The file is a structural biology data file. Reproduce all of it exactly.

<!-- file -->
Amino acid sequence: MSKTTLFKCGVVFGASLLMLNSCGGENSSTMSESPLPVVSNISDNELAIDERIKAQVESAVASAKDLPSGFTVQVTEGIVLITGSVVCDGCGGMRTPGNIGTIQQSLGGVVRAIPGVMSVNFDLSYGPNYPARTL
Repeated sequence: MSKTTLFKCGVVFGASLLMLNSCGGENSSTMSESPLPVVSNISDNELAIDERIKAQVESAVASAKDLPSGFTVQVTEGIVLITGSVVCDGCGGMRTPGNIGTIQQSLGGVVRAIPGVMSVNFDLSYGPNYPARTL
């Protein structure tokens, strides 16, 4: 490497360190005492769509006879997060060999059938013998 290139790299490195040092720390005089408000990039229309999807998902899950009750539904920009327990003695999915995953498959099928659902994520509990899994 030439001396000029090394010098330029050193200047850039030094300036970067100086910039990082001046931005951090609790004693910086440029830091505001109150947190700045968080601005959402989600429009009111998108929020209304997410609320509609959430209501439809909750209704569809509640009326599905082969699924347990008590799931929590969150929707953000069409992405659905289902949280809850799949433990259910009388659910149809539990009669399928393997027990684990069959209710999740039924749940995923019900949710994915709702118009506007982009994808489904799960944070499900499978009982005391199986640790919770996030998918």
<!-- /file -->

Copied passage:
Amino acid sequence: MSKTTLFKCGVVFGASLLMLNSCGGENSSTMSESPLPVVSNISDNELAIDERIKAQVESAVASAKDLPSGFTVQVTEGIVLITGSVVCDGCGGMRTPGNIGTIQQSLGGVVRAIPGVMSVNFDLSYGPNYPARTL
Repeated sequence: MSKTTLFKCGVVFGASLLMLNSCGGENSSTMSESPLPVVSNISDNELAIDERIKAQVESAVASAKDLPSGFTVQVTEGIVLITGSVVCDGCGGMRTPGNIGTIQQSLGGVVRAIPGVMSVNFDLSYGPNYPARTL
């Protein structure tokens, strides 16, 4: 490497360190005492769509006879997060060999059938013998 290139790299490195040092720390005089408000990039229309999807998902899950009750539904920009327990003695999915995953498959099928659902994520509990899994 030439001396000029090394010098330029050193200047850039030094300036970067100086910039990082001046931005951090609790004693910086440029830091505001109150947190700045968080601005959402989600429009009111998108929020209304997410609320509609959430209501439809909750209704569809509640009326599905082969699924347990008590799931929590969150929707953000069409992405659905289902949280809850799949433990259910009388659910149809539990009669399928393997027990684990069959209710999740039924749940995923019900949710994915709702118009506007982009994808489904799960944070499900499978009982005391199986640790919770996030998918």